As we delve deeper into the mysterious world of prescription drugs and drug approval, we keep coming up with questions that begin with 'How come . . .?' The latest 'How come?' concerns Zonegran (zonisamide), an antiseizure treatment aimed mainly at epilepsy patients.
Manufacturer Elan has just been asked to add a special warning about Zonegran to US doctors after it was found to cause oligohidrosis (an inability to sweat) and hyperthermia, sometimes resulting in hospital care, among patients aged under 16.
Zonegran has been marketed in Japan since 1989 where oligohidrosis and hyperthermia are recognised drug reactions. US approval came 11 years later, but without any special warnings. It was only when similar outbreaks were seen that the drug authorities finally decided to intervene. So 'How come?'
These reactions are being reported in children and young adults aged under 16, yet an Elan director has stated that 'the safety and effectiveness of zonisamide in pediatric patients have not been established, and that zonisamide is not approved for use in pediatric patients.' So how come the drug is being prescribed to children in the first place?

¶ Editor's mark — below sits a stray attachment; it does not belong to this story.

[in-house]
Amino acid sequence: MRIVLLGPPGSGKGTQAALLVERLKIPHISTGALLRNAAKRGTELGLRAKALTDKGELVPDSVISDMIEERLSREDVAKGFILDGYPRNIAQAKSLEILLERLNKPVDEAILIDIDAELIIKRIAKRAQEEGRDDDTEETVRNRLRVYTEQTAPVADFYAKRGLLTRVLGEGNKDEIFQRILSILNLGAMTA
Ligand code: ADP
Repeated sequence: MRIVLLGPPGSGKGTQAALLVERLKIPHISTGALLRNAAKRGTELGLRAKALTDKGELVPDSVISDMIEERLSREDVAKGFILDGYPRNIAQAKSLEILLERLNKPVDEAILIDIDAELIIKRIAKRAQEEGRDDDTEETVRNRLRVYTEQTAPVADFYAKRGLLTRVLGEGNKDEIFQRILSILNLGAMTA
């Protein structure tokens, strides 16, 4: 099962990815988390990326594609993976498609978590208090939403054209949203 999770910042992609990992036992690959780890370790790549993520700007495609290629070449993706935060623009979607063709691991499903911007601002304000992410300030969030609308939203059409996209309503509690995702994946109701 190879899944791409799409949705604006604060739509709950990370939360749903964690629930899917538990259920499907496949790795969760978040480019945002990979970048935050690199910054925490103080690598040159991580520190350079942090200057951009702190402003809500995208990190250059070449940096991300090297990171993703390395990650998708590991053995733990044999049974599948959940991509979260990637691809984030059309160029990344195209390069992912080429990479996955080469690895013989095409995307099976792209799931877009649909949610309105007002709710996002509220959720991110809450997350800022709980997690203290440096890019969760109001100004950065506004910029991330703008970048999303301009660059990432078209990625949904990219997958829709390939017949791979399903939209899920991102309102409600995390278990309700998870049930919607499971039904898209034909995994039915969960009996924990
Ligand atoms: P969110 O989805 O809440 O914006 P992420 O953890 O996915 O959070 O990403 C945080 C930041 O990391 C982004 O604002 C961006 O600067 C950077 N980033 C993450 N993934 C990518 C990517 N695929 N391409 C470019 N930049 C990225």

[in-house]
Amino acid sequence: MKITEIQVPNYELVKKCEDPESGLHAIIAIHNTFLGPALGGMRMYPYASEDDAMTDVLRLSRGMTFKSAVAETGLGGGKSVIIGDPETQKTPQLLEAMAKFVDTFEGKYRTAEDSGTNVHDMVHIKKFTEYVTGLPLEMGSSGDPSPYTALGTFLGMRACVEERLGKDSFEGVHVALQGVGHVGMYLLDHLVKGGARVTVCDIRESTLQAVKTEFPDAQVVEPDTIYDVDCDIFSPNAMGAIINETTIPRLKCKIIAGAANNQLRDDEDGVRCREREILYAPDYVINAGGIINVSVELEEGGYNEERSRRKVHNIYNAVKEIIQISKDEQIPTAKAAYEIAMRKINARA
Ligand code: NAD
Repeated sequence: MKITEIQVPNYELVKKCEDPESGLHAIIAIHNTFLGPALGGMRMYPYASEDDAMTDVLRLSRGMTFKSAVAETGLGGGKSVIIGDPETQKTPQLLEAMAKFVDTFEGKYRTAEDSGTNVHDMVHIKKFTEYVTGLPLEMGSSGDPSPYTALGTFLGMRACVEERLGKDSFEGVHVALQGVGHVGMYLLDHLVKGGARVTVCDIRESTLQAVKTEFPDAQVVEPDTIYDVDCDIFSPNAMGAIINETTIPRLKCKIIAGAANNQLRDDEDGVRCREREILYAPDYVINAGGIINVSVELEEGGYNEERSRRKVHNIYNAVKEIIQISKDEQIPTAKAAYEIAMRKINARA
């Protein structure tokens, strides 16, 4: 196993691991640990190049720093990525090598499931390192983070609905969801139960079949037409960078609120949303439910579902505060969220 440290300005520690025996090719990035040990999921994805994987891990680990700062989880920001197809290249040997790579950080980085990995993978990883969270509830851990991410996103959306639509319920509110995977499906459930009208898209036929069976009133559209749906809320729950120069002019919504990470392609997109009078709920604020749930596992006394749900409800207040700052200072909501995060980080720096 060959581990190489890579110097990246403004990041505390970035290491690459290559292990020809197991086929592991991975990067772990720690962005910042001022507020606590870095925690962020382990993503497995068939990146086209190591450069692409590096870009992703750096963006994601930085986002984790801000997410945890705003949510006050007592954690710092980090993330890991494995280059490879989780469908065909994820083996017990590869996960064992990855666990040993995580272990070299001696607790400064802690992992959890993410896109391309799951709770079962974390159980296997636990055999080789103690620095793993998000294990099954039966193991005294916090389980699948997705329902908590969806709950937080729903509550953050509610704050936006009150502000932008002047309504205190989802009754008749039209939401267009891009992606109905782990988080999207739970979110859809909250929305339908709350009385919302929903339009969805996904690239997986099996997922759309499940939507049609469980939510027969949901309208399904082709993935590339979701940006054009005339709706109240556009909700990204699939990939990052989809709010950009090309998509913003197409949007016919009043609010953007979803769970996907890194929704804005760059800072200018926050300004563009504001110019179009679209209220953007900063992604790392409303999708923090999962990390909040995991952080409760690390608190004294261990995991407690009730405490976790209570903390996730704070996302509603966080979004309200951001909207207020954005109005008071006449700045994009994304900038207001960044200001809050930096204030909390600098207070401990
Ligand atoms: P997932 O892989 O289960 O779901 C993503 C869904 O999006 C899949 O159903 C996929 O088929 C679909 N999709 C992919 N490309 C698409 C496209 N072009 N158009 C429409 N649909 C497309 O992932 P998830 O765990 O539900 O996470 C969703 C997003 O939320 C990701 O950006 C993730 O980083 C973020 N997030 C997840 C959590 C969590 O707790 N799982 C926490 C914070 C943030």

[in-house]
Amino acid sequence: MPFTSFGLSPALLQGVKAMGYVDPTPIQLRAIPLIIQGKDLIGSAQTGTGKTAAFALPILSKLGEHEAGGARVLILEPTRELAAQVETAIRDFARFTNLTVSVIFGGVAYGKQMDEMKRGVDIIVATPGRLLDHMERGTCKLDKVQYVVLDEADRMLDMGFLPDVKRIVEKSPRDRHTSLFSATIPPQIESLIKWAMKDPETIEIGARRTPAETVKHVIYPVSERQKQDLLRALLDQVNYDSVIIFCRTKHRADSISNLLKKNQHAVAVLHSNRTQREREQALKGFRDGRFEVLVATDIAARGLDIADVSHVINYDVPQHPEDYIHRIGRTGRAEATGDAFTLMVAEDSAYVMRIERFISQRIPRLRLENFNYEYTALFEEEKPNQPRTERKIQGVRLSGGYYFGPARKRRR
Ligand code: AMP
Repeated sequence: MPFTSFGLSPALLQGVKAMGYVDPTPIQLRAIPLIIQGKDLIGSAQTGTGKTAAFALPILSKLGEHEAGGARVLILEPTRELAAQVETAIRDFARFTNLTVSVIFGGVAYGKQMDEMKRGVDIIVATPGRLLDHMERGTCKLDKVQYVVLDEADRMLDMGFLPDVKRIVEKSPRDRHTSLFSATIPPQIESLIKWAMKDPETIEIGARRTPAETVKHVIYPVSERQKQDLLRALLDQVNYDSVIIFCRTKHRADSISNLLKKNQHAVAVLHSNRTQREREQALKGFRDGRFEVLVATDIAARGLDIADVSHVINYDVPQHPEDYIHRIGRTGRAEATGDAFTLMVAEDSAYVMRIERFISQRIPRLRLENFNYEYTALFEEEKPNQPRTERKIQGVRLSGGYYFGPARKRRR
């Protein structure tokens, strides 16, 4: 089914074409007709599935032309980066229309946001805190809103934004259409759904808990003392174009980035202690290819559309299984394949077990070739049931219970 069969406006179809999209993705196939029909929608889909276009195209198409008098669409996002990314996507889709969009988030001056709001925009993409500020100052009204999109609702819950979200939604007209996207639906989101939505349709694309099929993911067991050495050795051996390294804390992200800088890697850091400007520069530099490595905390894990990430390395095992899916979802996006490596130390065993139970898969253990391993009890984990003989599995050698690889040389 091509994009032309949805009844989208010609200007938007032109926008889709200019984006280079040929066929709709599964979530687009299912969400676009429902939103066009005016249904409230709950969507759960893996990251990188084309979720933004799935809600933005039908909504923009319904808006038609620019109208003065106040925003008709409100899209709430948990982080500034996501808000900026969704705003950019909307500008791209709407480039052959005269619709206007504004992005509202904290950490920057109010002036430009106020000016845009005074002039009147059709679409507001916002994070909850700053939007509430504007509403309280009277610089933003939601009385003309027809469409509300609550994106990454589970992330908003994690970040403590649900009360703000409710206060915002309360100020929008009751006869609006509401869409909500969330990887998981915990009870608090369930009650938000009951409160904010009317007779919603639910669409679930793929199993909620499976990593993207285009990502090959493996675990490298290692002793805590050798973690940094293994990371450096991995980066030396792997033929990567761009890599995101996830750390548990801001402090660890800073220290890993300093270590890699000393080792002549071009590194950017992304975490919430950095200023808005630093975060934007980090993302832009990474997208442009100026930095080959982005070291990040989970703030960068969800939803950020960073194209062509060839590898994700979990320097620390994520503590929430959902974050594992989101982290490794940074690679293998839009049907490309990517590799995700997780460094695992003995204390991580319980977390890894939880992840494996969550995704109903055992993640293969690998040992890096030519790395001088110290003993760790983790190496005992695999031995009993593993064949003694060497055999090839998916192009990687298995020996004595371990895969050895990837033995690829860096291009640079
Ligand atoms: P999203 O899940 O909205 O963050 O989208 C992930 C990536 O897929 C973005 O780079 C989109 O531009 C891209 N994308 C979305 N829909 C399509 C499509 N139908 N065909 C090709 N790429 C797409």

In all, 40 cases of oligohidrosis and hyperthermia have been reported - 38 from Japan and two from the USA. Some cases resulted in heat stroke, but there have been no reported deaths. Elan accepts that the problem is far greater since postmarketing studies are notorious for underreporting the true number of reactions.
Other drug reactions include headache, anorexia, dizziness, confusion, memory loss, agitation, depression, insomnia, somnolence and speech abnormalities.
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